Scottish National Dictionary (1700–)

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RYAL, n. Also ryall, rial. A name applied to a silver coin of the face value of 30s. Scots minted in the reigns of Mary and James VI. Hist. The word is also loosely applied to a gold three pound piece of Mary, 1555–8, the corresponding 30 shilling piece being the half-ryal, but there is no contemporary authority for this usage (see E. Burns Coinage Scot. II. 289). [′rɑe(ə)l] Edb. 1821  W. Liddle Poems 149:
Other some pays ne'er a rial, Tho' shor'd and threaten'd wi the jail.
Sc. 1844  Letters C. K. Sharpe (1888) II. 564:
The rial and the coin I picked up.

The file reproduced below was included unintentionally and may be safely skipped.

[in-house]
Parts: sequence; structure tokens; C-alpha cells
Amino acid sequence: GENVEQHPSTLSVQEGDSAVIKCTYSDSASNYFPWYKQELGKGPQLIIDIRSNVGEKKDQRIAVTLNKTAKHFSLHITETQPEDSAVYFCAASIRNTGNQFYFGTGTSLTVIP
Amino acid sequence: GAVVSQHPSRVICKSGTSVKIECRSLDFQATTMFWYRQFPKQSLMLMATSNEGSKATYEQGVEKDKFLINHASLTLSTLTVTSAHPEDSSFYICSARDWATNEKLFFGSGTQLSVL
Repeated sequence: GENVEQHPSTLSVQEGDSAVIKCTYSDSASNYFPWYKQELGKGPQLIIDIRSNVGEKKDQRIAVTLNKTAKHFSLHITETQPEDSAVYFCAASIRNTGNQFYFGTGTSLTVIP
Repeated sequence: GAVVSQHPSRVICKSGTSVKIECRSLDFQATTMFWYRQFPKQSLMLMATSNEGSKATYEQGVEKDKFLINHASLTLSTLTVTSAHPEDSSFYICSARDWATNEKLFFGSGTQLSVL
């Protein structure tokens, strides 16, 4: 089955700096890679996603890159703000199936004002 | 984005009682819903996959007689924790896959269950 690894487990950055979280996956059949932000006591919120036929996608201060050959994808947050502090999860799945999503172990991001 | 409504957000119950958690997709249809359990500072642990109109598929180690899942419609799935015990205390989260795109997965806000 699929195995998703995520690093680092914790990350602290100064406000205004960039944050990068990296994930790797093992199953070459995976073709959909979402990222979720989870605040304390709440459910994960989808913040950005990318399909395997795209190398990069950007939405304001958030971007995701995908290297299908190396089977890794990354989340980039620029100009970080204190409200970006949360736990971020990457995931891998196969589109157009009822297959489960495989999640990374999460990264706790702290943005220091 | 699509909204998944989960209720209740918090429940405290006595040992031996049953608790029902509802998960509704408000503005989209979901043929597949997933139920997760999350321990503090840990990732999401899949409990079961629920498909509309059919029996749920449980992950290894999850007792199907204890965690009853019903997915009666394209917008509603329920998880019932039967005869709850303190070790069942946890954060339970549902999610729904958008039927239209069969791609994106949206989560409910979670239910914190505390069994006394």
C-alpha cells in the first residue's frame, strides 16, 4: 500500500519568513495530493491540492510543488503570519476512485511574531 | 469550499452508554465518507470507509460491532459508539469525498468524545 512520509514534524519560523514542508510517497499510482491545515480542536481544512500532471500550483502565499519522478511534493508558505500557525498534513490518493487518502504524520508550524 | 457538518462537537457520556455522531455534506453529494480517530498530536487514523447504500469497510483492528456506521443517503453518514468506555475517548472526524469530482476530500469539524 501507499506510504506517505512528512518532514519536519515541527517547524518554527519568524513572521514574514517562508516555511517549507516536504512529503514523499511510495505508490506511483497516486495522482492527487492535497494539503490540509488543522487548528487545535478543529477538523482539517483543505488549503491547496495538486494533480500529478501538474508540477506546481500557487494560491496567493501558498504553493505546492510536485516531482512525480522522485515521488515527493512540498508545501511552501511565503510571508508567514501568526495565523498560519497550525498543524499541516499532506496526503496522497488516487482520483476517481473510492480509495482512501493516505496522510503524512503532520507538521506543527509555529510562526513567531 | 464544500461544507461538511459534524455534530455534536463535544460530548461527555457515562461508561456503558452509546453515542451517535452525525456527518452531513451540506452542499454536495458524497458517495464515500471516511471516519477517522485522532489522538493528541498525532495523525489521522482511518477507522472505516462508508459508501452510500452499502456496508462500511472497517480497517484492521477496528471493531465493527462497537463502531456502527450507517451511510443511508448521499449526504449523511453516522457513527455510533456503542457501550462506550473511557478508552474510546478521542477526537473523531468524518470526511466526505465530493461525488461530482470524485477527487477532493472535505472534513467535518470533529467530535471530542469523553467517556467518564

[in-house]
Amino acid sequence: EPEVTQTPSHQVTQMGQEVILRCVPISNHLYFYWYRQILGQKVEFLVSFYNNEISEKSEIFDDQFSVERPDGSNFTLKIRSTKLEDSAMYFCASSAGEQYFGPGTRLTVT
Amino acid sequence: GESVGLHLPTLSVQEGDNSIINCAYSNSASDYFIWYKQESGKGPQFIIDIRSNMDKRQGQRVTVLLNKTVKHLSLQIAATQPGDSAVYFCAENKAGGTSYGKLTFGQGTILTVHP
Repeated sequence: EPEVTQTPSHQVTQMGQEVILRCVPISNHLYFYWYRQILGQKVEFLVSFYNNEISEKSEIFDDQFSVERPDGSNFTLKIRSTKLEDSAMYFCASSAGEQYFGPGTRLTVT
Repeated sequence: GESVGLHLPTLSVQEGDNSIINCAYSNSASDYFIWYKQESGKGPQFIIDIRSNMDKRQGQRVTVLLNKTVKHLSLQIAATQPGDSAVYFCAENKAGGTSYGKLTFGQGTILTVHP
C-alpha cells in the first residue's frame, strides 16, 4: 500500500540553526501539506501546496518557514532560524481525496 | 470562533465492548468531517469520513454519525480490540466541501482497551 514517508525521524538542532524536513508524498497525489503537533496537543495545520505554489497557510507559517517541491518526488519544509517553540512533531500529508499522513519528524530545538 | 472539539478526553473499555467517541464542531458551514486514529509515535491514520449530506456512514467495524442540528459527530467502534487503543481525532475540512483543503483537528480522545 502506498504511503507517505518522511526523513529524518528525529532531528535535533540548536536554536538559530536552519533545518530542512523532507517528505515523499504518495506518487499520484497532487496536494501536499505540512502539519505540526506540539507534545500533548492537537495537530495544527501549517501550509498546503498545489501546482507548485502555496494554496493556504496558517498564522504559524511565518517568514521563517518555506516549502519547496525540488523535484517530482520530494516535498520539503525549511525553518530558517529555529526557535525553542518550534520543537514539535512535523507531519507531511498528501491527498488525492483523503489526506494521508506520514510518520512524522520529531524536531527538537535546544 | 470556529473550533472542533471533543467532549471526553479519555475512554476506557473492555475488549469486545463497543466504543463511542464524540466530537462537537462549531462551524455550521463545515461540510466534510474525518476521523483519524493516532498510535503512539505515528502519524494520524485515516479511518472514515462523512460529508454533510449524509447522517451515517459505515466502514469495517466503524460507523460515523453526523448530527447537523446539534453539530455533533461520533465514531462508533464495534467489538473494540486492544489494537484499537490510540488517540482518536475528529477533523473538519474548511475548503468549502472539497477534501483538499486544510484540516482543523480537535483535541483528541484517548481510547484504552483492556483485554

Sc. 1887  E. Burns Coinage Scot. II. 336:
Under Mary and Henry silver coins of considerably larger denominations than had hitherto been fabricated in Scotland were introduced. These consisted of the ryals and their parts, the two-thirds and one-thirds of ryals, of which the coinage was ordered by the Act of Privy Council 22nd December 1565.
Sc. 1955  I. H. Stewart Sc. Coinage 82:
The only other gold coins of Mary before her marriage are three-pound and thirty-shilling pieces, usually called ryals and half-ryals.

[O.Sc. rial, id., 1565. The word is used of various English, French and Spanish coins of the 15th and 16th-cs., O.Fr. rial, royal.]

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"Ryal n.". Dictionary of the Scots Language. 2004. Scottish Language Dictionaries Ltd. Accessed 21 Mar 2018 <>



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